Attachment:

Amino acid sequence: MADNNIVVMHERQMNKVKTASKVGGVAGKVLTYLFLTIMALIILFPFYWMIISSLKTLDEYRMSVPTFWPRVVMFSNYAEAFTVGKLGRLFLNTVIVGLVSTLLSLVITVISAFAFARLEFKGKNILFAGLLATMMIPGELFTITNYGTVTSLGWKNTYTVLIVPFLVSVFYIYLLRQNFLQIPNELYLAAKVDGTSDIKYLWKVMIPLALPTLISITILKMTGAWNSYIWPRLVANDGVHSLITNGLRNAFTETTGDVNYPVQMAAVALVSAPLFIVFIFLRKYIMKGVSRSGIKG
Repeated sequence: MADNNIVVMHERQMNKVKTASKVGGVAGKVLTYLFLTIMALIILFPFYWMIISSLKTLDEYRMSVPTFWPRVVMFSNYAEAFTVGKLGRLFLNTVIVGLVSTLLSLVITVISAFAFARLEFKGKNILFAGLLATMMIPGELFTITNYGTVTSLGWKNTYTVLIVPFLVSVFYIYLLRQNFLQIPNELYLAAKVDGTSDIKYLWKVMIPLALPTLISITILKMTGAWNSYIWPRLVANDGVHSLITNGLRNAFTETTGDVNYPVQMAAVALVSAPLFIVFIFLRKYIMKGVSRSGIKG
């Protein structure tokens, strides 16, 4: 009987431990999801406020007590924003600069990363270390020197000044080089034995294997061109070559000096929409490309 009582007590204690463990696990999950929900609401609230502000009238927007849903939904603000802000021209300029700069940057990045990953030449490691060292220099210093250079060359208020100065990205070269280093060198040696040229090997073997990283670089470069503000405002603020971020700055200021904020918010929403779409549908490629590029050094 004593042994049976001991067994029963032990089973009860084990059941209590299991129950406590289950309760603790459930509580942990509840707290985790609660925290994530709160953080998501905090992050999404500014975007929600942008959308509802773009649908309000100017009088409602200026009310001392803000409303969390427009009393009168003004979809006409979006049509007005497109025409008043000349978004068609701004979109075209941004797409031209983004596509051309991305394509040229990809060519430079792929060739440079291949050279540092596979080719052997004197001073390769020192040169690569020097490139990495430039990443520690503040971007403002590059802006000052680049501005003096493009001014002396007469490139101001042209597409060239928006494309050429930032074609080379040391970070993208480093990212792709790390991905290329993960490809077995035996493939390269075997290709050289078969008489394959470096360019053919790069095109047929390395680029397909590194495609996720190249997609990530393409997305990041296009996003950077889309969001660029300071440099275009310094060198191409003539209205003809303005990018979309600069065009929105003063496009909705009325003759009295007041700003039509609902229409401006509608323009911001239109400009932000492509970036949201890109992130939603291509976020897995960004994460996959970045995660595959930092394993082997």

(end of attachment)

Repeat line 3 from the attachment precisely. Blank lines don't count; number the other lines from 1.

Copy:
């Protein structure tokens, strides 16, 4: 009987431990999801406020007590924003600069990363270390020197000044080089034995294997061109070559000096929409490309 009582007590204690463990696990999950929900609401609230502000009238927007849903939904603000802000021209300029700069940057990045990953030449490691060292220099210093250079060359208020100065990205070269280093060198040696040229090997073997990283670089470069503000405002603020971020700055200021904020918010929403779409549908490629590029050094 004593042994049976001991067994029963032990089973009860084990059941209590299991129950406590289950309760603790459930509580942990509840707290985790609660925290994530709160953080998501905090992050999404500014975007929600942008959308509802773009649908309000100017009088409602200026009310001392803000409303969390427009009393009168003004979809006409979006049509007005497109025409008043000349978004068609701004979109075209941004797409031209983004596509051309991305394509040229990809060519430079792929060739440079291949050279540092596979080719052997004197001073390769020192040169690569020097490139990495430039990443520690503040971007403002590059802006000052680049501005003096493009001014002396007469490139101001042209597409060239928006494309050429930032074609080379040391970070993208480093990212792709790390991905290329993960490809077995035996493939390269075997290709050289078969008489394959470096360019053919790069095109047929390395680029397909590194495609996720190249997609990530393409997305990041296009996003950077889309969001660029300071440099275009310094060198191409003539209205003809303005990018979309600069065009929105003063496009909705009325003759009295007041700003039509609902229409401006509608323009911001239109400009932000492509970036949201890109992130939603291509976020897995960004994460996959970045995660595959930092394993082997």